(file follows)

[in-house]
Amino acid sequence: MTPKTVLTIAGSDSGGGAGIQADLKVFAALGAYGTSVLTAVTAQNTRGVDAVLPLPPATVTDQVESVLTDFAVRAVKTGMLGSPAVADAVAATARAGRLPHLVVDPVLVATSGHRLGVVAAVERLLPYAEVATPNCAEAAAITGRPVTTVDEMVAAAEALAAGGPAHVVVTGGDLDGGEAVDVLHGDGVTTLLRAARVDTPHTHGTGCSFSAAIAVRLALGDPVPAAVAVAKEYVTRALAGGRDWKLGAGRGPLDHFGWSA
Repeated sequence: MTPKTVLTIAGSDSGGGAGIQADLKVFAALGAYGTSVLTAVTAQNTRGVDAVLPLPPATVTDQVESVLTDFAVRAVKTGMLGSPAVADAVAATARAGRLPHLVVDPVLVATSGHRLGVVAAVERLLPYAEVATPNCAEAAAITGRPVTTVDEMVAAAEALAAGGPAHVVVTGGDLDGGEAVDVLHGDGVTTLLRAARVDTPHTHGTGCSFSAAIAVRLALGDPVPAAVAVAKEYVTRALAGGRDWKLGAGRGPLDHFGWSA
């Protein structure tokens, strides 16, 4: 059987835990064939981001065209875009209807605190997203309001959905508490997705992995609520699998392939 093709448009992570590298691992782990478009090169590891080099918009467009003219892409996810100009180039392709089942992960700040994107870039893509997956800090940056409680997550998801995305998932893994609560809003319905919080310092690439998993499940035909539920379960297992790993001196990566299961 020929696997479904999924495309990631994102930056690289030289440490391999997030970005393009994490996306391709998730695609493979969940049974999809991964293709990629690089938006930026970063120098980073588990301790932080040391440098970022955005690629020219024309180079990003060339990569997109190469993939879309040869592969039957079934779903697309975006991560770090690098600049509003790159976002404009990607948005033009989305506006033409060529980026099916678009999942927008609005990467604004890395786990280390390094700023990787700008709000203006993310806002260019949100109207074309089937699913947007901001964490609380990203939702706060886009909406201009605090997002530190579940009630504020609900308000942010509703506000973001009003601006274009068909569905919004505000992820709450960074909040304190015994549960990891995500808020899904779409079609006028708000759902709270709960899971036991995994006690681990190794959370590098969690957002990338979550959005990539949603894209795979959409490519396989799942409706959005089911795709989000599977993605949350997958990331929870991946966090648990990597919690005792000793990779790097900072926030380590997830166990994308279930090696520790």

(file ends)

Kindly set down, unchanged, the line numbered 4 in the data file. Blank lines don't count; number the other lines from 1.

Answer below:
């Protein structure tokens, strides 16, 4: 059987835990064939981001065209875009209807605190997203309001959905508490997705992995609520699998392939 093709448009992570590298691992782990478009090169590891080099918009467009003219892409996810100009180039392709089942992960700040994107870039893509997956800090940056409680997550998801995305998932893994609560809003319905919080310092690439998993499940035909539920379960297992790993001196990566299961 020929696997479904999924495309990631994102930056690289030289440490391999997030970005393009994490996306391709998730695609493979969940049974999809991964293709990629690089938006930026970063120098980073588990301790932080040391440098970022955005690629020219024309180079990003060339990569997109190469993939879309040869592969039957079934779903697309975006991560770090690098600049509003790159976002404009990607948005033009989305506006033409060529980026099916678009999942927008609005990467604004890395786990280390390094700023990787700008709000203006993310806002260019949100109207074309089937699913947007901001964490609380990203939702706060886009909406201009605090997002530190579940009630504020609900308000942010509703506000973001009003601006274009068909569905919004505000992820709450960074909040304190015994549960990891995500808020899904779409079609006028708000759902709270709960899971036991995994006690681990190794959370590098969690957002990338979550959005990539949603894209795979959409490519396989799942409706959005089911795709989000599977993605949350997958990331929870991946966090648990990597919690005792000793990779790097900072926030380590997830166990994308279930090696520790």